The MSX is a 8-bit-home-computer-system since 1982. MSX is an official standard, which was developed by japanese or korean companies like Sony or Sanyo in cooperation with Microsoft. Manufacturers like Phillips and Sony released early MSX machines (MSX-1 and MSX-2) on the western market while later machines (MSX-2+ and MSX turbo R) only got released in Japan.
The operation system is a Microsoft BASIC. The official statement about what MSX stands for is “MicroSoft eXtended BASIC”, in short MSX-BASIC while the inner MSX community likes to call it “Machines with Software eXchangeability” or “Matsushita Sony X-machine” due their aversion against Microsoft.
In any case, in many countries – Japan, Brazil, South-Korea and Netherlands – the MSX controlled the market and took the same place as the C-64.
^ The MSX Hit Bit HB-75P from Sony (1984)
The MSX-1 for example, consists in parts of standard-hardware components of its time:
- a Zilog Z80A CPU with 3,58 Mhz, 32 Kb ROM and 8, up to 64 kB RAM.
- a Texas Instruments TMS9918 GPU with 6 kB video RAM (screen resolution of 256-192 pixels) and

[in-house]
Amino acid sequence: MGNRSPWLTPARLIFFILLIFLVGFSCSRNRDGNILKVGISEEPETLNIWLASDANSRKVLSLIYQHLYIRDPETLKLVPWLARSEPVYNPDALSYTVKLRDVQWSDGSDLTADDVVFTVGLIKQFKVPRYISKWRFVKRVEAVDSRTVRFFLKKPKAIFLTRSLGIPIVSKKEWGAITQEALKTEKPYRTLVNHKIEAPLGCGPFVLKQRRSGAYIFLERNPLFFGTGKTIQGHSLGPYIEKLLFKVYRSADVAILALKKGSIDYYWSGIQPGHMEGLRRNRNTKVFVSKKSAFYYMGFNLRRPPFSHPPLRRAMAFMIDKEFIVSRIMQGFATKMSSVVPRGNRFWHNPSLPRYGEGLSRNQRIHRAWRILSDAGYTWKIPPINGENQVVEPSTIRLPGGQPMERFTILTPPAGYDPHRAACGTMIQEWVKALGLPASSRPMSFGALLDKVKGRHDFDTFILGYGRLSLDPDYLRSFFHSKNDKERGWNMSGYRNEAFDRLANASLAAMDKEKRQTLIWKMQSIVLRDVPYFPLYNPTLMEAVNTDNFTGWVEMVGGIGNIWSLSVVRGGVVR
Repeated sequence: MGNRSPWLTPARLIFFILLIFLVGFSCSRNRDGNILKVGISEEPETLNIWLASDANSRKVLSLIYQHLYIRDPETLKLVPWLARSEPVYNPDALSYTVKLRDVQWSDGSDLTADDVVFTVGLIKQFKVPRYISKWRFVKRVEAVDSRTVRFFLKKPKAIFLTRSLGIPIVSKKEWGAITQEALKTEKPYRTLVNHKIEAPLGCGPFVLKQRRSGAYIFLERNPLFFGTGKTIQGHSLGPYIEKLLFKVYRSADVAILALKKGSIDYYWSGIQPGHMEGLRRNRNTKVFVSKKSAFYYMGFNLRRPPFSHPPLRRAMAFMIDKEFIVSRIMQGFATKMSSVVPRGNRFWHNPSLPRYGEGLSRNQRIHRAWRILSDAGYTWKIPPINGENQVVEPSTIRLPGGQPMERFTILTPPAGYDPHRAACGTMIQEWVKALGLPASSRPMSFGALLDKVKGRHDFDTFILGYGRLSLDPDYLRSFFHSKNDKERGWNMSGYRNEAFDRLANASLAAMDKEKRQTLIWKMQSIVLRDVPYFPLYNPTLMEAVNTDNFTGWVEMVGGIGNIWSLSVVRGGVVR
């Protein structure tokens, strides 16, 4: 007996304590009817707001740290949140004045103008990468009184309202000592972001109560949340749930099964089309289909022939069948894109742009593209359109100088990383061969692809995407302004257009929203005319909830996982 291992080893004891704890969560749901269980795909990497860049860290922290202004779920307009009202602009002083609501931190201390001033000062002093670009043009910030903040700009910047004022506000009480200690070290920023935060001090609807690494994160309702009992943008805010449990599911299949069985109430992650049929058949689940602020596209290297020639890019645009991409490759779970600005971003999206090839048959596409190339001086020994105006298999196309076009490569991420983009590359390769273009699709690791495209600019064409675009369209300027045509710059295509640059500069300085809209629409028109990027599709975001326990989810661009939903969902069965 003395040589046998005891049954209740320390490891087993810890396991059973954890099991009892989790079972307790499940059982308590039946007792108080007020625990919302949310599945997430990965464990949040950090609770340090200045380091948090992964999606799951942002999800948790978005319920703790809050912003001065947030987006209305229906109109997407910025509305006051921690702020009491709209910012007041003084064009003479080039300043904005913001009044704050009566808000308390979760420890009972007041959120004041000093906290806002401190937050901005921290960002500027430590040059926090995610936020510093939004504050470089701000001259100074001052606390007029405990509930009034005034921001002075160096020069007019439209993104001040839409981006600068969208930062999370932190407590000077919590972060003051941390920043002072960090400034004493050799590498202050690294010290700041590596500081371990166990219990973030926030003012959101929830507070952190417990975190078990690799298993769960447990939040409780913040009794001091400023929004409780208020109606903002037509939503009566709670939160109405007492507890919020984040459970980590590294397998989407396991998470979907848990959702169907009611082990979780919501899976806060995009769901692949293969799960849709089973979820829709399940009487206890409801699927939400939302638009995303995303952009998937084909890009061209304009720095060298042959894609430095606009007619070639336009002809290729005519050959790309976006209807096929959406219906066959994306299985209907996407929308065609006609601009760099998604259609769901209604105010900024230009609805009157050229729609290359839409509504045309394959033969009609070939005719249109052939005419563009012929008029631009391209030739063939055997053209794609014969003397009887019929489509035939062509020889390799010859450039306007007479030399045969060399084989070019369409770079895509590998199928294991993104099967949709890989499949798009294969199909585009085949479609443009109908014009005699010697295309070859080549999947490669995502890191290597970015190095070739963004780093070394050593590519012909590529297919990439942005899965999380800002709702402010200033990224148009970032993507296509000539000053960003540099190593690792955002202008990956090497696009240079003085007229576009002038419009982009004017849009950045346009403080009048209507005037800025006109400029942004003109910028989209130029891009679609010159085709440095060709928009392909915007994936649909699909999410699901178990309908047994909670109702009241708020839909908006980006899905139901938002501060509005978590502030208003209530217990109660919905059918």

- a General Instrument AY-38910 (PSG) soundchip, supporting 3 channels.
The MSX-standard allowed the different manufacturers to insert or exchange own modules (soft and/or hardware) into their MSX homecomputer machines. The CX5-M from Yamaha for example got an additional sound system: a DX-7-like FM-Synthesizer, with a MIDI interface and the possibility to plug in an external keyboard.
A pre-installed DOS-system named MSX-DOS is file-compatible with MS-DOS and supports MS-DOS-like commands. That way Microsoft was able to advertise the MSX for Home Computer and MS-DOS for Personal Computer on the western market. The integrated BASIC-Dialect with its wide range of commands (even for sound, graphics and sprites) is superior to other computer systems like the C64.
The most successful game-development company for the MSX is Konami. Konami created many first versions of today famous franchises like Metal Gear or Gradius and other very superior games.
MSX also featured simple text writing or card archive software and even supported printers for the home-office market.
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